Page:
Question as to whether duty-free shops come under PPP Act after PM raised monopoly concerns
King Power’s duty-free shop at Suvarnabhumi airport. The Thai Retailers Association is prepared to protest AoT’s terms of reference for duty-free shops.
A working panel has been set up by the government to consider whether the bidding process for the duty-free shop concession falls under the Public-Private Partnership (PPP) Act.
The working panel will also look into whether the auction for non-duty-free commercial operations at Suvarnabhumi, Phuket, Hat Yai and Chiang Mai airports will come under the newly amended PPP Act.
The PPP Committee meeting, chaired by Prime Minister Prayut Chan-o-cha, agreed to set up the working panel to study the issue after continued controversy surrounding the concession bid.
In the middle of this month, the Transport Ministry halted an Airports of Thailand (AoT) plan to auction a single concession to run duty-free shops at the four airports after the prime minister raised concerns that the business would be a monopoly.
A source from Government House requesting anonymity said the working panel, chaired by the attorney-general, was ordered to finish the study and report to the PPP Committee as soon as possible.
The source said that if the auction is found to be subject to the PPP law, an ad hoc committee must be established to supervise the auction.
Friday’s meeting was the first under the PPP Act of 2019, which was approved by the National Legislative Assembly on Jan 31.
Last week, the Thai Retailers Association (TRA) threatened to team up with leading foreign duty-free shop operators to protest against AoT’s terms of reference (ToR) for the duty-free shop concession, which appear to encourage unfair competition.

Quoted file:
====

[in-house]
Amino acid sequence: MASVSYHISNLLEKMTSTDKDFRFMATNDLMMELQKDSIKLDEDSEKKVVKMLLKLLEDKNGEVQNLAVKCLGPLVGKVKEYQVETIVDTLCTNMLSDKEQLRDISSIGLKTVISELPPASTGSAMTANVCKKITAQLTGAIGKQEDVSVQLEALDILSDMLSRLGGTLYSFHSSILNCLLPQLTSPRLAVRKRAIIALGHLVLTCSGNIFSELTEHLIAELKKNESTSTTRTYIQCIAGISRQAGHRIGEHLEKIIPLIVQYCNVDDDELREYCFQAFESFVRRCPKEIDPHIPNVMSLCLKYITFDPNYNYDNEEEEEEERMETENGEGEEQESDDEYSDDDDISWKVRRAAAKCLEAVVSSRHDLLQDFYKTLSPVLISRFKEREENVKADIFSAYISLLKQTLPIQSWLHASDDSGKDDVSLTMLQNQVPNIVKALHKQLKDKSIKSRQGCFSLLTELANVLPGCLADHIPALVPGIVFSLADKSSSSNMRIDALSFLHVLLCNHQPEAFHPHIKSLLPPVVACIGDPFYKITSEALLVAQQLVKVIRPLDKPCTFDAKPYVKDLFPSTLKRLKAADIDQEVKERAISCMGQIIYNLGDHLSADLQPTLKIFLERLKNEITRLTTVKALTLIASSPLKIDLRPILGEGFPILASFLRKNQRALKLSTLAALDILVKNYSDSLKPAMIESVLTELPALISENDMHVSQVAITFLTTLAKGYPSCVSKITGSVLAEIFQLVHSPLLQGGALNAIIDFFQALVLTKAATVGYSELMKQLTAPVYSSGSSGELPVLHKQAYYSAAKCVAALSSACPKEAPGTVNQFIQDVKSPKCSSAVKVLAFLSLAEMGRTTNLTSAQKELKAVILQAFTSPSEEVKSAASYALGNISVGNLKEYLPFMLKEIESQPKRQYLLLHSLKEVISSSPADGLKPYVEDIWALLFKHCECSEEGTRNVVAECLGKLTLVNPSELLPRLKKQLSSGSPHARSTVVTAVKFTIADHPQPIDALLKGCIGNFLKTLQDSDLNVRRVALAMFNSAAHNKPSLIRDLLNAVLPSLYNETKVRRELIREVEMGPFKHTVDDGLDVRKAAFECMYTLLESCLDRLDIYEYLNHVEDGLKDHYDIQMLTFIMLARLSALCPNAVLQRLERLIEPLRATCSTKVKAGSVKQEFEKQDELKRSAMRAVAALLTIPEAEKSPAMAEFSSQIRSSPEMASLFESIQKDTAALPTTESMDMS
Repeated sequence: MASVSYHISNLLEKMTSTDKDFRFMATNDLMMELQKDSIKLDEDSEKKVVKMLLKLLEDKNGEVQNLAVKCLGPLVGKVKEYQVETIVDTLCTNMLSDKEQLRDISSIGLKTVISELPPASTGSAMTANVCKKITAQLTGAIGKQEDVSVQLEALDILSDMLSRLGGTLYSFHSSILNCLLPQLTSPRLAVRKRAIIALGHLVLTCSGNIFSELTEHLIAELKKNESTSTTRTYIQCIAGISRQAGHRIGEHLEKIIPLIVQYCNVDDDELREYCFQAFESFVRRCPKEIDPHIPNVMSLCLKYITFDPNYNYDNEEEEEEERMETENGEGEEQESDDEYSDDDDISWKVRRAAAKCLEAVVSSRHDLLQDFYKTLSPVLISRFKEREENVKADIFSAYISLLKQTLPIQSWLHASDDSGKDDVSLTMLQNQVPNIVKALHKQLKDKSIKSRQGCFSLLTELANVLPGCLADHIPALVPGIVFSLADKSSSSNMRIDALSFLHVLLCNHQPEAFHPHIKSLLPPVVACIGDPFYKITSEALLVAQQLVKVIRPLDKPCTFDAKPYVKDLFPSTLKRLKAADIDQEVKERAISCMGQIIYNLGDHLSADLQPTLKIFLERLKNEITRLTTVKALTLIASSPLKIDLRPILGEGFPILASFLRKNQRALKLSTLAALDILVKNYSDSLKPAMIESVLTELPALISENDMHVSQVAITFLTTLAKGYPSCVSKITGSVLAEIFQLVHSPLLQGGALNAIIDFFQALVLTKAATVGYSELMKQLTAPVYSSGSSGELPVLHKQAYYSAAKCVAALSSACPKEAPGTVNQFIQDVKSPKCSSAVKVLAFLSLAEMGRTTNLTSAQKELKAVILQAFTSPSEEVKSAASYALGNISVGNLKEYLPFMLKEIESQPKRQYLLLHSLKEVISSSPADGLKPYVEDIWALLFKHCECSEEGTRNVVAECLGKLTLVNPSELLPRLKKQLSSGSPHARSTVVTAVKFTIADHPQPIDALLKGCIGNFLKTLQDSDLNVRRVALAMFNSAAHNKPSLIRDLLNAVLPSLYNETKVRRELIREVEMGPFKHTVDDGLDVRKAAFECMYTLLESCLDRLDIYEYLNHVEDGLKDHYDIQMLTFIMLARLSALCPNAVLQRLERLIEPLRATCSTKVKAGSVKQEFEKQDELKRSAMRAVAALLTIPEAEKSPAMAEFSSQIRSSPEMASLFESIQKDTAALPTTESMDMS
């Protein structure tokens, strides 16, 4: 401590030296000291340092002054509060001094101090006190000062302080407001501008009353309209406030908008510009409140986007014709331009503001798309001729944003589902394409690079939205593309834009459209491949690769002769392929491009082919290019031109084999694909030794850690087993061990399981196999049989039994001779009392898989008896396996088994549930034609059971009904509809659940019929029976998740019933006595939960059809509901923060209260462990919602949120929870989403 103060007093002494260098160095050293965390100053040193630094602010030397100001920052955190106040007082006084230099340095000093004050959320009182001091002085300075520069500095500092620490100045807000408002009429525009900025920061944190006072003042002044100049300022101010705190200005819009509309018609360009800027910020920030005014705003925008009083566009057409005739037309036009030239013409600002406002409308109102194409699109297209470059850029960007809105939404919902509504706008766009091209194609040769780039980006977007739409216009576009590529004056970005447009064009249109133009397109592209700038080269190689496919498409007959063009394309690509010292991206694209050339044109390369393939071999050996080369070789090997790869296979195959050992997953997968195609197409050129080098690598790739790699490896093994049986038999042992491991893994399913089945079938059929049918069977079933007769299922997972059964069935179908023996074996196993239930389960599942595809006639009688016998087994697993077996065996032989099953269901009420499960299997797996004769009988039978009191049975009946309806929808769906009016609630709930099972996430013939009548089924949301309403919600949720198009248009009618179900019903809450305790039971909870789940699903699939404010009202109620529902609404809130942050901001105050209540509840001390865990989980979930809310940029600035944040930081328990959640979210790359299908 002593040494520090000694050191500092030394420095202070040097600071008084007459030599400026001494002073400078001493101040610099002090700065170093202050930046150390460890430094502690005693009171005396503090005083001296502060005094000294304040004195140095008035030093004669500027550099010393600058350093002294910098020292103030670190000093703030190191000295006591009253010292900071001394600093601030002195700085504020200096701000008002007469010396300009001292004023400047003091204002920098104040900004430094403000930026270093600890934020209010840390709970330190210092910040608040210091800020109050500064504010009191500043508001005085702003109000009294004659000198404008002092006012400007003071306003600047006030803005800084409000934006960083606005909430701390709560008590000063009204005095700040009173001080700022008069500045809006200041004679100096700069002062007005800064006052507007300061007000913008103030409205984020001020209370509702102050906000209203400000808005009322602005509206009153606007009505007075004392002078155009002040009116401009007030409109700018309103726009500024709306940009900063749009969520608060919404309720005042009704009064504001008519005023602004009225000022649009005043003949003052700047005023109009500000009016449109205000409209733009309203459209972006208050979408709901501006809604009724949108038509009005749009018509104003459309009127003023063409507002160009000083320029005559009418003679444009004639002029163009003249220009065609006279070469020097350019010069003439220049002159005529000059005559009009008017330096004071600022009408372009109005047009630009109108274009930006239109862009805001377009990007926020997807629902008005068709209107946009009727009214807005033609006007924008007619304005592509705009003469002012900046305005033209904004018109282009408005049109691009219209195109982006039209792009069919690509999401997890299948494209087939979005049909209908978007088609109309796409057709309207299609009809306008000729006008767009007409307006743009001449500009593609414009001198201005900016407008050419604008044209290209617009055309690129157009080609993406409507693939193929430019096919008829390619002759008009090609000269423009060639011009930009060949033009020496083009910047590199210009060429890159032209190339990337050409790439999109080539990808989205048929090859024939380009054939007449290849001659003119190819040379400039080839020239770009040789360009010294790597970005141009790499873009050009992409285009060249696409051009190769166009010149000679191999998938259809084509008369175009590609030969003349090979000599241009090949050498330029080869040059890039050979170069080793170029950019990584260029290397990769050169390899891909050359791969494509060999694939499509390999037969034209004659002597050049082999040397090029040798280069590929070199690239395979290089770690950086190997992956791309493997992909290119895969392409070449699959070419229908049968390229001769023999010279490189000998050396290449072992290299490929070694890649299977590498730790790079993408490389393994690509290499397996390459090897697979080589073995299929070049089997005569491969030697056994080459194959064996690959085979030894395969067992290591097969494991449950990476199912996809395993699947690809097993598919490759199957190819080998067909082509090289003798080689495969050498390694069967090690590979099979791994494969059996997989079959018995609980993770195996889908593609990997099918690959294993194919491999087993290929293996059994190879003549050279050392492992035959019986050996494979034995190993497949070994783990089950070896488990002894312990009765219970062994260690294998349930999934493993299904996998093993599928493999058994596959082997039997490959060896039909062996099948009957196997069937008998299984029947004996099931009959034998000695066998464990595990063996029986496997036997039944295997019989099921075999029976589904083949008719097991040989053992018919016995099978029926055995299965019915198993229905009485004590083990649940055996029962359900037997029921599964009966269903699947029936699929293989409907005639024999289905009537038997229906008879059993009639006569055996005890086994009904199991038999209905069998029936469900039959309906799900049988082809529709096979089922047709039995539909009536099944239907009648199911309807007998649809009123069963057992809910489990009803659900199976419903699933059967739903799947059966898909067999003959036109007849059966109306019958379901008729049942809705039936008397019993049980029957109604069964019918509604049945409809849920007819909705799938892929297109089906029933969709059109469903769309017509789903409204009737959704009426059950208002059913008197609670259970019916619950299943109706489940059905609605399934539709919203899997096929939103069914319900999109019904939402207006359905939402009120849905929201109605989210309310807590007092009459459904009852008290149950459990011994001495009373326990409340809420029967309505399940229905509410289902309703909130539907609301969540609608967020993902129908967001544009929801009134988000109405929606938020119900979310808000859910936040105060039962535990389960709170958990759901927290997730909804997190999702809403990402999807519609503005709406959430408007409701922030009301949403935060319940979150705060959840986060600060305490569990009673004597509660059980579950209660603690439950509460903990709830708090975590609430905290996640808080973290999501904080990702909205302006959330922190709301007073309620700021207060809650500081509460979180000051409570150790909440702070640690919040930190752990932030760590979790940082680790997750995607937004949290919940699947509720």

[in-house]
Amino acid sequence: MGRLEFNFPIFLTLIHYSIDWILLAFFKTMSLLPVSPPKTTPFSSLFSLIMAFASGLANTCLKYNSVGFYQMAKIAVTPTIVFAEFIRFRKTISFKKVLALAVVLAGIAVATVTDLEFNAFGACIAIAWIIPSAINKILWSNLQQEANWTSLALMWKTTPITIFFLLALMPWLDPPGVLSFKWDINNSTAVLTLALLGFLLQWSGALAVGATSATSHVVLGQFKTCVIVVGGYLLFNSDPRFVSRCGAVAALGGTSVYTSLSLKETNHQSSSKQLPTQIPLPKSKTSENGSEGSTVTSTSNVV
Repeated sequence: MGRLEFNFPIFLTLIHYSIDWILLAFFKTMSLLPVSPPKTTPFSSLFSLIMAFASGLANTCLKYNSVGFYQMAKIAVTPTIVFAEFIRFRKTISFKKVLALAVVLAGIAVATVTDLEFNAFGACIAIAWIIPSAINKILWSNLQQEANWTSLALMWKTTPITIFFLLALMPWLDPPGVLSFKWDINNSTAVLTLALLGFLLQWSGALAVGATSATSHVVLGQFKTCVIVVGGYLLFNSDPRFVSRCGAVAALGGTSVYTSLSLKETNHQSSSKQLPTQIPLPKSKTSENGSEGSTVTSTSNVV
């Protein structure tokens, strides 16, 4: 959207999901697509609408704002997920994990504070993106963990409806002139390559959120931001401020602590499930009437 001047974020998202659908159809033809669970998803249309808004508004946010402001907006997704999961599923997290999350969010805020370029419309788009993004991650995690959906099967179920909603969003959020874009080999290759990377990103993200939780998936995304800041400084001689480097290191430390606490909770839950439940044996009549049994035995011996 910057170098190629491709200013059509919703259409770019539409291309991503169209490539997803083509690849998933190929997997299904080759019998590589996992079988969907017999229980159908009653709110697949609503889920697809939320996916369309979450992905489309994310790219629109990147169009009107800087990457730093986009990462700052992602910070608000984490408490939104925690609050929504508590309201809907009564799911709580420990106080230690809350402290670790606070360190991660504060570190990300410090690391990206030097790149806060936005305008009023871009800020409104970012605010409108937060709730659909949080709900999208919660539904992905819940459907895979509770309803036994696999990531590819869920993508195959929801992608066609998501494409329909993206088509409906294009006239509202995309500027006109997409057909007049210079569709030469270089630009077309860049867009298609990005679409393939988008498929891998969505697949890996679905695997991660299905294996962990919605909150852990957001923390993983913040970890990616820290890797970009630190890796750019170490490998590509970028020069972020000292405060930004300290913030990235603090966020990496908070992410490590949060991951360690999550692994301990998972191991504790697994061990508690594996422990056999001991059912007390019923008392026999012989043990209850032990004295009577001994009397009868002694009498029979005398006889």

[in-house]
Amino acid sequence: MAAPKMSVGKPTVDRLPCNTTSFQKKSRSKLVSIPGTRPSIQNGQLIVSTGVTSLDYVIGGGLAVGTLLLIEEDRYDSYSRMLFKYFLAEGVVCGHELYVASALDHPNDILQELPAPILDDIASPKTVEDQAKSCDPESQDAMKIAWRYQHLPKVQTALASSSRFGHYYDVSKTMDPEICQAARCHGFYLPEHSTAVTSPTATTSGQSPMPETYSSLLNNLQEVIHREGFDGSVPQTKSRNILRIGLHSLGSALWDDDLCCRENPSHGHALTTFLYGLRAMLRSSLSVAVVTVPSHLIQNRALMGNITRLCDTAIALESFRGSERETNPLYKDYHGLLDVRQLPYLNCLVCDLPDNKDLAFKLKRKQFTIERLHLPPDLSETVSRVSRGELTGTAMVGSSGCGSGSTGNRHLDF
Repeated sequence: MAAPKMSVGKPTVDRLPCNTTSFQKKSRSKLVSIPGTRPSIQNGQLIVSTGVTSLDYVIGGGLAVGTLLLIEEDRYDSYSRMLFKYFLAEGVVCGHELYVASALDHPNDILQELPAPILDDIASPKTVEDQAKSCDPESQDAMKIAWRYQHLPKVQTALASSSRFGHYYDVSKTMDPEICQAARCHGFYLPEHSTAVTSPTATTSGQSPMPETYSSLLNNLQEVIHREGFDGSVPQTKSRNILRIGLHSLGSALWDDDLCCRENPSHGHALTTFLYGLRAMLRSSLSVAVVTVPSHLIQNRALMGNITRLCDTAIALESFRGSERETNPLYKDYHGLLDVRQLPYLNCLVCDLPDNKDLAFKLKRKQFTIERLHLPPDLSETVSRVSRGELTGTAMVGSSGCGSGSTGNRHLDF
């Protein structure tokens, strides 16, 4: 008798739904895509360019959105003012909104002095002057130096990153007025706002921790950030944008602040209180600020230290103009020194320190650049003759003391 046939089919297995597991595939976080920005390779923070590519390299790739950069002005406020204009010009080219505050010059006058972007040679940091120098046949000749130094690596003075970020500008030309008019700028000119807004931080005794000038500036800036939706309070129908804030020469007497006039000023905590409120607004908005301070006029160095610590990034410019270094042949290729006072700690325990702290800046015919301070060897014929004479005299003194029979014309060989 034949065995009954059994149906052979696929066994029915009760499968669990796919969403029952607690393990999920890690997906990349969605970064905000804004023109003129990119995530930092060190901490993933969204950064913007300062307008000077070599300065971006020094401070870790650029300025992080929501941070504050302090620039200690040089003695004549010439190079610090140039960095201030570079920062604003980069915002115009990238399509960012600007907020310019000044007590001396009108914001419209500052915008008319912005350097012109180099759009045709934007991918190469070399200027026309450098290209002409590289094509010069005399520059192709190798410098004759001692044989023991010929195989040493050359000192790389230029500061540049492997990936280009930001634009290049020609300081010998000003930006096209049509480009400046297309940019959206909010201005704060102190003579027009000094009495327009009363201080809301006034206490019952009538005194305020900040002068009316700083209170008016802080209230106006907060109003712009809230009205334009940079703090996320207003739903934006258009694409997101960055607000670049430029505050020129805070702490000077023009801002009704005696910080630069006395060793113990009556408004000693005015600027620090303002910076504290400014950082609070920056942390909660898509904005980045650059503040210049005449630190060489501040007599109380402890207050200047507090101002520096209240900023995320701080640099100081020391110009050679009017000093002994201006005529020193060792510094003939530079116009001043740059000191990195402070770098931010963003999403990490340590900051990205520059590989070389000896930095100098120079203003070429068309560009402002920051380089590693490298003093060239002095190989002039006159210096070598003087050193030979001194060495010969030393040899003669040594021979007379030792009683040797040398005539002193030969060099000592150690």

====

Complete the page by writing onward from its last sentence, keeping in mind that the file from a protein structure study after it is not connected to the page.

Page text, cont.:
The TRA also repeated its call for AoT to revise its ToR to ensure fairness and transparency.
The association recommends AoT split the concessions based on product categories and split the operations into three different concessions: one for Suvarnabhumi airport, one for Phuket airport and another for both Chiang Mai and Hat Yai airports.
The TRA also urged the bidding process to be thoroughly evaluated, with equal weight placed on technical complexity and financial returns.
Furthermore, AoT should disclose data pertaining to the value of total sales, the nationalities of the buyers and the type of items they are purchasing, as is standard practice at international airports serving Hong Kong, South Korea and Singapore, the TRA said.
For large-scale bids, bidders should be given at least 60-90 days to prepare, the association suggested.
The association urged the next government to pay close attention to the issue because duty-free operations are a significant source of income for the country.
“AoT should pay more attention to good governance and set a good example for other government agencies,” said TRA president Worawoot Ounjai.
Source: Bangkok Post